The Caspian Pipeline Consortium (CPC) pipeline, essential to shipping 1.4 MMbpd of light Caspian to the Mediterranean markets, is facing a shareholder standoff after its board was dissolved, potentially hitting further expansion plans, three sources told Reuters.

The CPC, the largest privately operated route connecting oil fields in Kazakhstan and Russia with the Black Sea, is co-owned by a number of shareholders.

Disagreements between Russia’s oil pipeline monopoly Transneft, Kazakhstan and other shareholders have capped expansion plans in the past. CPC needs to add another 150,000 bpd by 2024 to accommodate growing oil output in the region.

In early March, Transneft blocked election of the new board of directors, after failing to win support from other shareholders for its proposal to change a marine support company in the CPC terminal near Novorossiisk, sources familiar with the details said.

Transneft, which owns a 7% stake in CPC, proposed to replace a long-serving Smit Lamnalco marine operator with its own unit, Transneft-Service, which other shareholders believed lacked the proper experience, the sources said.

“The main concern was that Transneft-Service doesn’t have proper qualifications and vessels to serve the CPC terminal,’’ one of the sources said.

Russia also holds another 24% stake in CPC via its state property management agency, Rosimushestvo, which together with Transneft’s stake makes Moscow the pipeline’s biggest shareholder with a combined 31% stake.

CPC operations, including expansion, are financed by its shareholders, among which are U.S. oil majors Chevron and ExxonMobil, Russia’s Rosneft and Lukoil, Italy’s Eni and some others.


Reversed Capline Pipeline Set to Begin Light Crude Service in 2021

MPLX said the reversal of the Capline pipeline remains on schedule, with the line expected to begin light crude service in mid-2021 and heavy crude service in 2022. Once the reversal is complete, the Capline will increase the flow of Canadian and Mid-Continent crude to the St. James, Louisiana, market.  

During the fourth quarter, MPLX completed the purge of the mainline, a process during which contaminants are removed from the piping.  

The Wink-to-Webster Permian crude oil project is 15% owned by the company. The 1.5-MMbpd pipeline system is expected to be in service in early 2021, with all the contractable capacity covered by minimum volume commitments, MPLX said.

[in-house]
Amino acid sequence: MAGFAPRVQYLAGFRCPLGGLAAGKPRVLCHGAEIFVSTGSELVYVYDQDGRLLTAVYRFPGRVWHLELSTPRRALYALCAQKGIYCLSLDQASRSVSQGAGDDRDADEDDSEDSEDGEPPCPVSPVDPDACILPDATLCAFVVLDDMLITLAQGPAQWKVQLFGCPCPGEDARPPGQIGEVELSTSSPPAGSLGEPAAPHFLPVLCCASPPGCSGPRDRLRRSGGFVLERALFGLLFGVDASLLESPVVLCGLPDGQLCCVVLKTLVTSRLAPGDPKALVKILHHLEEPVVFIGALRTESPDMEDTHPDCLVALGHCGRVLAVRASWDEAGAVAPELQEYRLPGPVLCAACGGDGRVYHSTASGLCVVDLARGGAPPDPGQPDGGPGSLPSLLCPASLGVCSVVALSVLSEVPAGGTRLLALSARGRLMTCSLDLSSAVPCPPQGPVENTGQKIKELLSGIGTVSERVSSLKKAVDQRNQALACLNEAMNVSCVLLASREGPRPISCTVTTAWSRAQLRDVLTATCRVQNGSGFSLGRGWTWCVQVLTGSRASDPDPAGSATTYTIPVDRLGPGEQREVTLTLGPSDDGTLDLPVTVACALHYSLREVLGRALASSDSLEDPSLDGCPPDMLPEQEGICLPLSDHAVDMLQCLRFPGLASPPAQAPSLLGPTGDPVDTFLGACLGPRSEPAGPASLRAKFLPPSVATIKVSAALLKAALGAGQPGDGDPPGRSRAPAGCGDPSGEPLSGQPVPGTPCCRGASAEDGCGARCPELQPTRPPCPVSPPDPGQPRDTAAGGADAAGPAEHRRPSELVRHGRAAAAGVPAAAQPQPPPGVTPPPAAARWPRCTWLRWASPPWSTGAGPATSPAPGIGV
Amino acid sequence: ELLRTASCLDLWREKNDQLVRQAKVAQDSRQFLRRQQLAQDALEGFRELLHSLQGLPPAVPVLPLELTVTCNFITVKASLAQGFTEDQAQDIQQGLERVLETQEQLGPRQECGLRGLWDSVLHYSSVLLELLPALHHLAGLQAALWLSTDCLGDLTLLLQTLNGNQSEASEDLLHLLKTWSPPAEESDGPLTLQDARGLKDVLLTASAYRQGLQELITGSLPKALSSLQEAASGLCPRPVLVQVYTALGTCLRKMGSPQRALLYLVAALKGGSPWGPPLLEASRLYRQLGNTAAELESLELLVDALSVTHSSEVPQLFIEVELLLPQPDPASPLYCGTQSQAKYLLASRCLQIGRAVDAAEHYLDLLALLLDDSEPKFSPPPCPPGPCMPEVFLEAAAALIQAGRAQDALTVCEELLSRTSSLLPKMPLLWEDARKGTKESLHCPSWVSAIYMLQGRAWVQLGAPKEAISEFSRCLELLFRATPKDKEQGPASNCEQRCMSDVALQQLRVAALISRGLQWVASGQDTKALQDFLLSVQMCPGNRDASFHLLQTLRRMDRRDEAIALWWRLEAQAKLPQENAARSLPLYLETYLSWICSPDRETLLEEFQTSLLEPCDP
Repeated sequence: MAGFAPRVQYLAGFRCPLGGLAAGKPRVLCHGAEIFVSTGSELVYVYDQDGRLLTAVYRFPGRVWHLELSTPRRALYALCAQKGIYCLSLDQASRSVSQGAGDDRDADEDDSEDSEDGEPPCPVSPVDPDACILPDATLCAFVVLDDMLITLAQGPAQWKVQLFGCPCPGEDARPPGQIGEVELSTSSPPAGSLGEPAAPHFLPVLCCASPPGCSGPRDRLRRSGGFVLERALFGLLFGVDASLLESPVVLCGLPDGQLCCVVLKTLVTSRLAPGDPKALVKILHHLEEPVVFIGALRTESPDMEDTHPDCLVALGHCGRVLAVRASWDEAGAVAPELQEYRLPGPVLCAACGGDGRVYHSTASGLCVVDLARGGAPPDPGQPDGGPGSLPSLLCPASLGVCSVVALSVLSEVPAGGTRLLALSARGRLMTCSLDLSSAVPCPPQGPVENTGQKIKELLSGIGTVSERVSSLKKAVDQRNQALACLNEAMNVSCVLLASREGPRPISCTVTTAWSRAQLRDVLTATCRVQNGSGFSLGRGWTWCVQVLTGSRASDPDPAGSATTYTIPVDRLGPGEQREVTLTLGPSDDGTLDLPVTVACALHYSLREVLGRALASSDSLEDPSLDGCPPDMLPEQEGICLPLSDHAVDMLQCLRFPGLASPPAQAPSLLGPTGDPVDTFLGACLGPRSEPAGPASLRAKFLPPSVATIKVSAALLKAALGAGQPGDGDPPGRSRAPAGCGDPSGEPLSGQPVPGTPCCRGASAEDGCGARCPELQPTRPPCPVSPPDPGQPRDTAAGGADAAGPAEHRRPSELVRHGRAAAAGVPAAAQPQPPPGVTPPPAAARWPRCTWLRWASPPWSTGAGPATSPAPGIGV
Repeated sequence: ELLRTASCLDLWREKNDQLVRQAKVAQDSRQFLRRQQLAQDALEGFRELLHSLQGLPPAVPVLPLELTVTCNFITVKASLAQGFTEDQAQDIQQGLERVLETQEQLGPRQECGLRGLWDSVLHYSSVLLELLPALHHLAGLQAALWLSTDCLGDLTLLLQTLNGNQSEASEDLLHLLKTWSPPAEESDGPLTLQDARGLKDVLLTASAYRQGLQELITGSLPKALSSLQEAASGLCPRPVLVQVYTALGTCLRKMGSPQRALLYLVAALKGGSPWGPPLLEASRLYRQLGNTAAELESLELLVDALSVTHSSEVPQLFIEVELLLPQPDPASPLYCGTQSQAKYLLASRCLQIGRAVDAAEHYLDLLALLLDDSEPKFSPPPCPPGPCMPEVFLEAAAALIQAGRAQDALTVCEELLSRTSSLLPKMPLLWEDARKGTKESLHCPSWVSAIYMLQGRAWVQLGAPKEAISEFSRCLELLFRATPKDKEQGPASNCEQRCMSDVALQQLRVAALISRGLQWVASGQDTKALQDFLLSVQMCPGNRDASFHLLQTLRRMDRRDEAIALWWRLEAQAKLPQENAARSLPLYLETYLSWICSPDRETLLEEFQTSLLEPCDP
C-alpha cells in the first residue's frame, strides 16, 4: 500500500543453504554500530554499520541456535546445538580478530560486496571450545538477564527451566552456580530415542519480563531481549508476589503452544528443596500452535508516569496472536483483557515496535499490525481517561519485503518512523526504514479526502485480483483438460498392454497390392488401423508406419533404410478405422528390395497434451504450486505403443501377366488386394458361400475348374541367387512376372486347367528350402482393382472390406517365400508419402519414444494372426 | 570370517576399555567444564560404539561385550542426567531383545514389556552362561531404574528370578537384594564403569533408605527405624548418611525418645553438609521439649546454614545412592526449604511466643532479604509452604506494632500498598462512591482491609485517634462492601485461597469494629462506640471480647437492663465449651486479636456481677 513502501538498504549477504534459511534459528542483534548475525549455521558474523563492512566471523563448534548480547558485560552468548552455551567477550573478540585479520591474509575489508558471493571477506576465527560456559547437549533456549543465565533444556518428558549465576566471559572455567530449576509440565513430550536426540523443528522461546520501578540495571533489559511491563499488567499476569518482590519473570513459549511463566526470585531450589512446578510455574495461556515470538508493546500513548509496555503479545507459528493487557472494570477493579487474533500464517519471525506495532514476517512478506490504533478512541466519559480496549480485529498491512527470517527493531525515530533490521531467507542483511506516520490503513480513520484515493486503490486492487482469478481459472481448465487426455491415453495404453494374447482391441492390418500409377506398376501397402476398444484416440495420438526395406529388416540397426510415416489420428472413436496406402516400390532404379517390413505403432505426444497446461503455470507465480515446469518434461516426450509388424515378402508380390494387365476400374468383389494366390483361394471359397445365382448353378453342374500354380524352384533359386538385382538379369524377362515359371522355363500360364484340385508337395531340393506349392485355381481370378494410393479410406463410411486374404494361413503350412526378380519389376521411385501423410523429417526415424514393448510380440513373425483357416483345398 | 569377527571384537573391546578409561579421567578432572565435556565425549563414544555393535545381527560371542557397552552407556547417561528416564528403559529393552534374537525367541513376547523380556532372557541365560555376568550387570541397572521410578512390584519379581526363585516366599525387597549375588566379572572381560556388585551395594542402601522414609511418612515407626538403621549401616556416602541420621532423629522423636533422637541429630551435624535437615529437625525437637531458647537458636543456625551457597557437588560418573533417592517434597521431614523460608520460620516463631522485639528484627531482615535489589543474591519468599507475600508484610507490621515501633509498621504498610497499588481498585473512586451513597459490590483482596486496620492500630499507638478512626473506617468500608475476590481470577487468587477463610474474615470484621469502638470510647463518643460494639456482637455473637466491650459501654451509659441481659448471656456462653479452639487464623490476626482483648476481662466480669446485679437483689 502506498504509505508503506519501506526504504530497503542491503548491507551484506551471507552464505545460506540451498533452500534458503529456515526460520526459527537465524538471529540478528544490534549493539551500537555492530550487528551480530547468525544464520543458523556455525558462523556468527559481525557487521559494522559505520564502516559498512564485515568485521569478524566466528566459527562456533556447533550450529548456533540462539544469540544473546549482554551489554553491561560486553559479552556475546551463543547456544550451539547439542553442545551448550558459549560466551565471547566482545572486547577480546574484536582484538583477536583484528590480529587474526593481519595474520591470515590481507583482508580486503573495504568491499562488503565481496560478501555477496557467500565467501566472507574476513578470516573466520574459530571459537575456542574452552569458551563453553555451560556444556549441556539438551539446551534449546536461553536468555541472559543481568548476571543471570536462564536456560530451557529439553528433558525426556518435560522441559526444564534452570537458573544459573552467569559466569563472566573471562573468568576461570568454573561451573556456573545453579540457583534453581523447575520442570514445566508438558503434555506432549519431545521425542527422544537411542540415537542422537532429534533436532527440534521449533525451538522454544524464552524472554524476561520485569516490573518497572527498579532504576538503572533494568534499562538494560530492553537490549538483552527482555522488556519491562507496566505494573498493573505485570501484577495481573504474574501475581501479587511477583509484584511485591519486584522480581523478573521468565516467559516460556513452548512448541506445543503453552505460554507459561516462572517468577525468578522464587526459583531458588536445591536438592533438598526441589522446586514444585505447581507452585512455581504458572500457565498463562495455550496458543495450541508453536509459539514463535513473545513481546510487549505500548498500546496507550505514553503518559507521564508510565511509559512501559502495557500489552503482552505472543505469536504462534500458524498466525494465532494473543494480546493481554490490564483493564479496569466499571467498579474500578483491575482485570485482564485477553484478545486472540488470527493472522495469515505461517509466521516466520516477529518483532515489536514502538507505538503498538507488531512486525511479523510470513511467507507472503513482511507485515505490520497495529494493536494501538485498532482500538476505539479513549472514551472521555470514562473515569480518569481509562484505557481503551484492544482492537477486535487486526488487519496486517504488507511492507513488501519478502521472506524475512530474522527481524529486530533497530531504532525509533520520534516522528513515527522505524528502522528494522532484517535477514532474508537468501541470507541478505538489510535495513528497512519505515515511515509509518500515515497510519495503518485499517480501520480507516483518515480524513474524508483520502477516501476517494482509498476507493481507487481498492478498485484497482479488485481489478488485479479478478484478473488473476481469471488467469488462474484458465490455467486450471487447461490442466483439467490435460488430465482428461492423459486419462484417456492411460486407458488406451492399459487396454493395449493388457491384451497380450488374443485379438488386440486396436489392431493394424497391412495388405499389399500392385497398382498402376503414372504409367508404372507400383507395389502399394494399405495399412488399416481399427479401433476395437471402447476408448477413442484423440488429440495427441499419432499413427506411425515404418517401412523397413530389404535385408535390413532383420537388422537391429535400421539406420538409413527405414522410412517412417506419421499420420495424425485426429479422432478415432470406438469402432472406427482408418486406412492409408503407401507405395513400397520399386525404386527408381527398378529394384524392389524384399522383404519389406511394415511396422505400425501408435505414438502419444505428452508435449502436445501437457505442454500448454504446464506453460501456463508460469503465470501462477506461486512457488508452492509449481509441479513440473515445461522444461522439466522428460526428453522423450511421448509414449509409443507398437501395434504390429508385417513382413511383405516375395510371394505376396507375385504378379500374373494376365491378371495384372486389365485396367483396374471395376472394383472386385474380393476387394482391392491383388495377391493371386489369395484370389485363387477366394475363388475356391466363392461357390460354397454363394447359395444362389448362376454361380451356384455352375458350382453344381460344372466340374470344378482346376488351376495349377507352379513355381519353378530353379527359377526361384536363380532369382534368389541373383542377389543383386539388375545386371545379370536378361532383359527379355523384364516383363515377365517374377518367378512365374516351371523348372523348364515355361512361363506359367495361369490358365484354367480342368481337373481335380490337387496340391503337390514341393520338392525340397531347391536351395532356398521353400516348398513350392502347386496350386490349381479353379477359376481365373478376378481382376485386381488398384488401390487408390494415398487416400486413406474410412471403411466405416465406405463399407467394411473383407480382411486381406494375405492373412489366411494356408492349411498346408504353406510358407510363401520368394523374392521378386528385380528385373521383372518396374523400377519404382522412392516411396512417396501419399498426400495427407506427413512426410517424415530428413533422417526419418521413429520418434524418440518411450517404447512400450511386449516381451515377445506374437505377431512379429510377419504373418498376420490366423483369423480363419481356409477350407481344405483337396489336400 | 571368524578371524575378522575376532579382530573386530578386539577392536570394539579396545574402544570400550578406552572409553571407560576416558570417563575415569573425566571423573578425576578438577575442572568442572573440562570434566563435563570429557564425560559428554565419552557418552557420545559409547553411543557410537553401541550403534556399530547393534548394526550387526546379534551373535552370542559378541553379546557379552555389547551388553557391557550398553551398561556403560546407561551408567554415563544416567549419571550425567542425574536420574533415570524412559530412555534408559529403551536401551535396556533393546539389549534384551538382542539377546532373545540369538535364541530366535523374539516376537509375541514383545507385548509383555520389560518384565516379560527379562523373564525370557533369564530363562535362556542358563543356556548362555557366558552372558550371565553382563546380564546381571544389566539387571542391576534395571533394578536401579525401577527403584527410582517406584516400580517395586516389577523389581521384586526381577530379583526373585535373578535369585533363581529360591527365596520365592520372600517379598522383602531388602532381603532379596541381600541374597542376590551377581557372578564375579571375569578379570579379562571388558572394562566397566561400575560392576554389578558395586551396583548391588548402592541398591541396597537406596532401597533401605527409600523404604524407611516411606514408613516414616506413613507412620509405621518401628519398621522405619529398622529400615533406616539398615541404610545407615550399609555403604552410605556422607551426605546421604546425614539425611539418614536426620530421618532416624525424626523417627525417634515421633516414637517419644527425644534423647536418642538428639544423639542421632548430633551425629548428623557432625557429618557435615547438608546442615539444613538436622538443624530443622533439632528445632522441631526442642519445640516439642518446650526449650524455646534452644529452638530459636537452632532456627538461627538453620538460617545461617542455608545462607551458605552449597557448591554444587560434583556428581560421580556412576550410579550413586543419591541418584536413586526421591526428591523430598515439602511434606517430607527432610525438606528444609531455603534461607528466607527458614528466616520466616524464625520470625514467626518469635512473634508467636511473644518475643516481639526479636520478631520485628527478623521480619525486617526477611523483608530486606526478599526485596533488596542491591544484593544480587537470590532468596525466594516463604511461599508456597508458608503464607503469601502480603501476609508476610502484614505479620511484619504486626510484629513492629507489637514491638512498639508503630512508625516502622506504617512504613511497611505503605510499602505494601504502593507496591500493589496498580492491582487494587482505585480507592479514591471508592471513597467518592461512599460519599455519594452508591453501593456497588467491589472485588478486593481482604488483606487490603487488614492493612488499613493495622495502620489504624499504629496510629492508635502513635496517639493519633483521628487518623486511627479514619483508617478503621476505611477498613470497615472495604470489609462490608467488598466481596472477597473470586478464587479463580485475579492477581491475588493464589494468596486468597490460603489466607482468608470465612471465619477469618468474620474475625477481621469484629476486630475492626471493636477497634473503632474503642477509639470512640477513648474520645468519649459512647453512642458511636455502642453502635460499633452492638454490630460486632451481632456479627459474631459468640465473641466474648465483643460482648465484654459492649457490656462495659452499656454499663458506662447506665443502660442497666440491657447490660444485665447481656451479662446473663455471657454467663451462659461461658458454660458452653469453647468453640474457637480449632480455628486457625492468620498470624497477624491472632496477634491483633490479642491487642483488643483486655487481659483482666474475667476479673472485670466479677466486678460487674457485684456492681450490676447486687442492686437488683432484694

Overall, the pace of new projects has slowed as production growth is expected to ease due to an expected reduction in new drilling for a second year in a row in 2020.


Williams Places Phase II of Hillabee Expansion in Service 

Williams said placed Phase II of the Hillabee expansion project in service, adding natural gas capacity to the Transco system and direct access to Florida’s rapidly growing power generation market. 

This incremental expansion of Williams’ existing Transco pipeline provides firm capacity to Sabal Trail Transmission via a capacity lease arrangement. 

The Hillabee expansion includes construction of eight new pipe sections (loops) and a new compressor facility in Choctaw County, Ala., as well as making modifications to other existing compressor stations and valve sites. The pipeline loops vary in length and parallel the existing Transco pipeline, adjacent to the existing utility corridor.

Phase I of the Hillabee expansion project was placed in service in July 2017. Phase II of the project included the construction of approximately 11 miles of pipeline looping, a new compressor at Station 95, and modifications to a compressor at Station 100.

The Phase II expansion increases Transco system capacity by 206,660 Dth per day of natural gas. Together, Phases I and II increased the capacity of Transco’s system by more than 1 million Dth per day.

The 10,000-mile pipeline system is a major provider of natural gas services that reach U.S. markets in 12 Southeastern and Atlantic Seaboard states, including major metropolitan areas in New York, New Jersey and Pennsylvania.


Poland’s Gaz-System Reaches $306 Million Pipeline Deal with Saipem

Polish gas grid operator Gaz-System signed a $306 million (280 million euro) contract with Italian oil services group Saipem to build a section of the Baltic Pipe between Denmark and Poland.

Warsaw views the planned link as a way to diversify its gas supply, most of which is imported from Russia under a long-term contract with Gazprom that expires in 2022.

The contract, signed with Saipem’s British subsidiary, includes the construction of a concrete-coated pipeline between Denmark and Poland, micro-tunneling and civil works, the company said.

The capacity of the Baltic Pipe, which is expected to connect Poland with Norwegian gas fields via the Baltic Sea and Denmark in October 2022, will be 10 Bcm a year.

‘‘We have already contracted all major contractors and suppliers necessary to start the construction of the gas pipeline connecting the coasts of Denmark and Poland,’’ the head of Gaz-System Tomasz Stepien, said in a separate statement.

Elsewhere in the Baltic, a special pipelaying vessel that could be used by Russia to complete construction of the Nord Stream 2 gas pipeline to Germany has arrived in the Baltic Sea, a Reuters witness said.